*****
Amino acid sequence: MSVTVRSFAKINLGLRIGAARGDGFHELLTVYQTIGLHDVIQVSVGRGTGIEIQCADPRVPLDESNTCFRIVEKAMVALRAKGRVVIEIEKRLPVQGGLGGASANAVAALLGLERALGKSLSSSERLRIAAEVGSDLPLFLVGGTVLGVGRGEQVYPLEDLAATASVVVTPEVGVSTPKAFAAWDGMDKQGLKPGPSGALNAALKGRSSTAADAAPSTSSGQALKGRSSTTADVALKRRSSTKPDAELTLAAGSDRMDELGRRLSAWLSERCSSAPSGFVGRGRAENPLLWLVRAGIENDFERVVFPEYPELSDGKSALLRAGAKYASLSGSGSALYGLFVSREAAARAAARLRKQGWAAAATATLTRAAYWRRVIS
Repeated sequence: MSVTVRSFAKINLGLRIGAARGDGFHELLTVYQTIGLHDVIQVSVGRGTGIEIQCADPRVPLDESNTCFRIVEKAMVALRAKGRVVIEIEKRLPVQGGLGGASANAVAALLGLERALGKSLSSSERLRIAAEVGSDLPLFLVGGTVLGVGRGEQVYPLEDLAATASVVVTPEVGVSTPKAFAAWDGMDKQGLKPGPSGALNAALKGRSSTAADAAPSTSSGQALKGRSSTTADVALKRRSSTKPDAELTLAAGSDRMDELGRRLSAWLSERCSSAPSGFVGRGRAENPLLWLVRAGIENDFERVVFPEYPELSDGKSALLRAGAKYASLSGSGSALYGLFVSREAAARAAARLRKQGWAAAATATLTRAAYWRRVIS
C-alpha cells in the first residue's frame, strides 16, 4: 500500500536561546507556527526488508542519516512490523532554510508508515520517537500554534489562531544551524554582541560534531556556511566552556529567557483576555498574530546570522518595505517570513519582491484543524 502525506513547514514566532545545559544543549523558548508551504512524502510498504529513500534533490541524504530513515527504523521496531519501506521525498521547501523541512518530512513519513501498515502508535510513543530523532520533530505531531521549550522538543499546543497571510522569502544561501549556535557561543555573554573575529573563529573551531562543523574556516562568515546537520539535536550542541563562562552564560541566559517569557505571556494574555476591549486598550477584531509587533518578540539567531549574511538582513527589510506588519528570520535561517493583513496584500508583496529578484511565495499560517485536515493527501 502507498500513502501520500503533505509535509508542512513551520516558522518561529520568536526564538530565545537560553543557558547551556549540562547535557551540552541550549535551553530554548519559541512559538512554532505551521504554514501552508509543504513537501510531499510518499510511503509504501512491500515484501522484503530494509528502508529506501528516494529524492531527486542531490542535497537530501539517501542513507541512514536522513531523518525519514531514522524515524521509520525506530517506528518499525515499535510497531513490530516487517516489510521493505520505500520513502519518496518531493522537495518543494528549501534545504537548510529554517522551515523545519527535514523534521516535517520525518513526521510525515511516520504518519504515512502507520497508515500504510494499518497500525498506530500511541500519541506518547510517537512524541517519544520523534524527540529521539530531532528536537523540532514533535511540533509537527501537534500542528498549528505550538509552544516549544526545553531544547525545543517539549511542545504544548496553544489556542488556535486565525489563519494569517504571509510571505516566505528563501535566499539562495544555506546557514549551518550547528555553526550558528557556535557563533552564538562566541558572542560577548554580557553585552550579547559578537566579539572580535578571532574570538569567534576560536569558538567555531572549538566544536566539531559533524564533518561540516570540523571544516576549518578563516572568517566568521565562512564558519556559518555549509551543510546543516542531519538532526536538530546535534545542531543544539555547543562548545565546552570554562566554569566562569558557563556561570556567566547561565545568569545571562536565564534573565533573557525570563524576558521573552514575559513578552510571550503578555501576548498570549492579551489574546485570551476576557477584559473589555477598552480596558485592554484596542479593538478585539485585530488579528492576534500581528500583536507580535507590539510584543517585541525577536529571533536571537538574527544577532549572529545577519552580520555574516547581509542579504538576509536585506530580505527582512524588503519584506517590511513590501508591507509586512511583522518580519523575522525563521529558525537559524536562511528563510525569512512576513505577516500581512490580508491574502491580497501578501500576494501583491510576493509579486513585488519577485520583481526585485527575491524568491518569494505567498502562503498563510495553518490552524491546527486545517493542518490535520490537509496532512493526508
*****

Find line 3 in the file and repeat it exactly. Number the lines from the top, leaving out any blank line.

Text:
C-alpha cells in the first residue's frame, strides 16, 4: 500500500536561546507556527526488508542519516512490523532554510508508515520517537500554534489562531544551524554582541560534531556556511566552556529567557483576555498574530546570522518595505517570513519582491484543524 502525506513547514514566532545545559544543549523558548508551504512524502510498504529513500534533490541524504530513515527504523521496531519501506521525498521547501523541512518530512513519513501498515502508535510513543530523532520533530505531531521549550522538543499546543497571510522569502544561501549556535557561543555573554573575529573563529573551531562543523574556516562568515546537520539535536550542541563562562552564560541566559517569557505571556494574555476591549486598550477584531509587533518578540539567531549574511538582513527589510506588519528570520535561517493583513496584500508583496529578484511565495499560517485536515493527501 502507498500513502501520500503533505509535509508542512513551520516558522518561529520568536526564538530565545537560553543557558547551556549540562547535557551540552541550549535551553530554548519559541512559538512554532505551521504554514501552508509543504513537501510531499510518499510511503509504501512491500515484501522484503530494509528502508529506501528516494529524492531527486542531490542535497537530501539517501542513507541512514536522513531523518525519514531514522524515524521509520525506530517506528518499525515499535510497531513490530516487517516489510521493505520505500520513502519518496518531493522537495518543494528549501534545504537548510529554517522551515523545519527535514523534521516535517520525518513526521510525515511516520504518519504515512502507520497508515500504510494499518497500525498506530500511541500519541506518547510517537512524541517519544520523534524527540529521539530531532528536537523540532514533535511540533509537527501537534500542528498549528505550538509552544516549544526545553531544547525545543517539549511542545504544548496553544489556542488556535486565525489563519494569517504571509510571505516566505528563501535566499539562495544555506546557514549551518550547528555553526550558528557556535557563533552564538562566541558572542560577548554580557553585552550579547559578537566579539572580535578571532574570538569567534576560536569558538567555531572549538566544536566539531559533524564533518561540516570540523571544516576549518578563516572568517566568521565562512564558519556559518555549509551543510546543516542531519538532526536538530546535534545542531543544539555547543562548545565546552570554562566554569566562569558557563556561570556567566547561565545568569545571562536565564534573565533573557525570563524576558521573552514575559513578552510571550503578555501576548498570549492579551489574546485570551476576557477584559473589555477598552480596558485592554484596542479593538478585539485585530488579528492576534500581528500583536507580535507590539510584543517585541525577536529571533536571537538574527544577532549572529545577519552580520555574516547581509542579504538576509536585506530580505527582512524588503519584506517590511513590501508591507509586512511583522518580519523575522525563521529558525537559524536562511528563510525569512512576513505577516500581512490580508491574502491580497501578501500576494501583491510576493509579486513585488519577485520583481526585485527575491524568491518569494505567498502562503498563510495553518490552524491546527486545517493542518490535520490537509496532512493526508